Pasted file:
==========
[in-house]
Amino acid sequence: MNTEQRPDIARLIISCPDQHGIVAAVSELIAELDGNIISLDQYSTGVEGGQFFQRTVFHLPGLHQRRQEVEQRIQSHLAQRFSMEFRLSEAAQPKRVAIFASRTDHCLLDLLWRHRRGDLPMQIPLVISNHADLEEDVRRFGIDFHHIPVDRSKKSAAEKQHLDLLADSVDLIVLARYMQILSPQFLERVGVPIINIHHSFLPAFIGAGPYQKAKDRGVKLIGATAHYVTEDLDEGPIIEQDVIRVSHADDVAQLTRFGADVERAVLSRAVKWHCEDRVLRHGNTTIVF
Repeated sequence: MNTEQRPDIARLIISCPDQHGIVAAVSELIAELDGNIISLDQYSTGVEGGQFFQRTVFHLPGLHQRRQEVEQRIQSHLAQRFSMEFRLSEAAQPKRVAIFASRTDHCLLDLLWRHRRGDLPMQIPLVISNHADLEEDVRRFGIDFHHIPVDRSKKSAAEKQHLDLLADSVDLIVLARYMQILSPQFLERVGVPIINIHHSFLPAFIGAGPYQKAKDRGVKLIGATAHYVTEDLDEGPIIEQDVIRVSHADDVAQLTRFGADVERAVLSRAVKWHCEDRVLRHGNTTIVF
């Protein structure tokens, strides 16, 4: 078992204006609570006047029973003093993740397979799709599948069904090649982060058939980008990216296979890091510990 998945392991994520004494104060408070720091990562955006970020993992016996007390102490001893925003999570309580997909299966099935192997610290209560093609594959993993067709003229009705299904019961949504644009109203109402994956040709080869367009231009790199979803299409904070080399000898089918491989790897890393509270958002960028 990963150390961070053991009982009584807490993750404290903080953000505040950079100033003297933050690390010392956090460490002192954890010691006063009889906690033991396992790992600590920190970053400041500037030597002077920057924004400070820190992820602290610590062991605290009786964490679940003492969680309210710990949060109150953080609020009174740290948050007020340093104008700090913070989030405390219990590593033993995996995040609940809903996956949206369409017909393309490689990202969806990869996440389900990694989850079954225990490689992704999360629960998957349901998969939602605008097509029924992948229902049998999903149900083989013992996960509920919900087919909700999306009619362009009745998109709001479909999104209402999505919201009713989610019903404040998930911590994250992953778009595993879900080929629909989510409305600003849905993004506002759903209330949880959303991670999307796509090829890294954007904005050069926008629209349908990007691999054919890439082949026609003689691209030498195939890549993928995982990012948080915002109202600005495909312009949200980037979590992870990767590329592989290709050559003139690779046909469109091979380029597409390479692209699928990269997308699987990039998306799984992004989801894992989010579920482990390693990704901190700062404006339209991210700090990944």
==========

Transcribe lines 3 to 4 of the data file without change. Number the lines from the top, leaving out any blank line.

Repeated sequence: MNTEQRPDIARLIISCPDQHGIVAAVSELIAELDGNIISLDQYSTGVEGGQFFQRTVFHLPGLHQRRQEVEQRIQSHLAQRFSMEFRLSEAAQPKRVAIFASRTDHCLLDLLWRHRRGDLPMQIPLVISNHADLEEDVRRFGIDFHHIPVDRSKKSAAEKQHLDLLADSVDLIVLARYMQILSPQFLERVGVPIINIHHSFLPAFIGAGPYQKAKDRGVKLIGATAHYVTEDLDEGPIIEQDVIRVSHADDVAQLTRFGADVERAVLSRAVKWHCEDRVLRHGNTTIVF
């Protein structure tokens, strides 16, 4: 078992204006609570006047029973003093993740397979799709599948069904090649982060058939980008990216296979890091510990 998945392991994520004494104060408070720091990562955006970020993992016996007390102490001893925003999570309580997909299966099935192997610290209560093609594959993993067709003229009705299904019961949504644009109203109402994956040709080869367009231009790199979803299409904070080399000898089918491989790897890393509270958002960028 990963150390961070053991009982009584807490993750404290903080953000505040950079100033003297933050690390010392956090460490002192954890010691006063009889906690033991396992790992600590920190970053400041500037030597002077920057924004400070820190992820602290610590062991605290009786964490679940003492969680309210710990949060109150953080609020009174740290948050007020340093104008700090913070989030405390219990590593033993995996995040609940809903996956949206369409017909393309490689990202969806990869996440389900990694989850079954225990490689992704999360629960998957349901998969939602605008097509029924992948229902049998999903149900083989013992996960509920919900087919909700999306009619362009009745998109709001479909999104209402999505919201009713989610019903404040998930911590994250992953778009595993879900080929629909989510409305600003849905993004506002759903209330949880959303991670999307796509090829890294954007904005050069926008629209349908990007691999054919890439082949026609003689691209030498195939890549993928995982990012948080915002109202600005495909312009949200980037979590992870990767590329592989290709050559003139690779046909469109091979380029597409390479692209699928990269997308699987990039998306799984992004989801894992989010579920482990390693990704901190700062404006339209991210700090990944």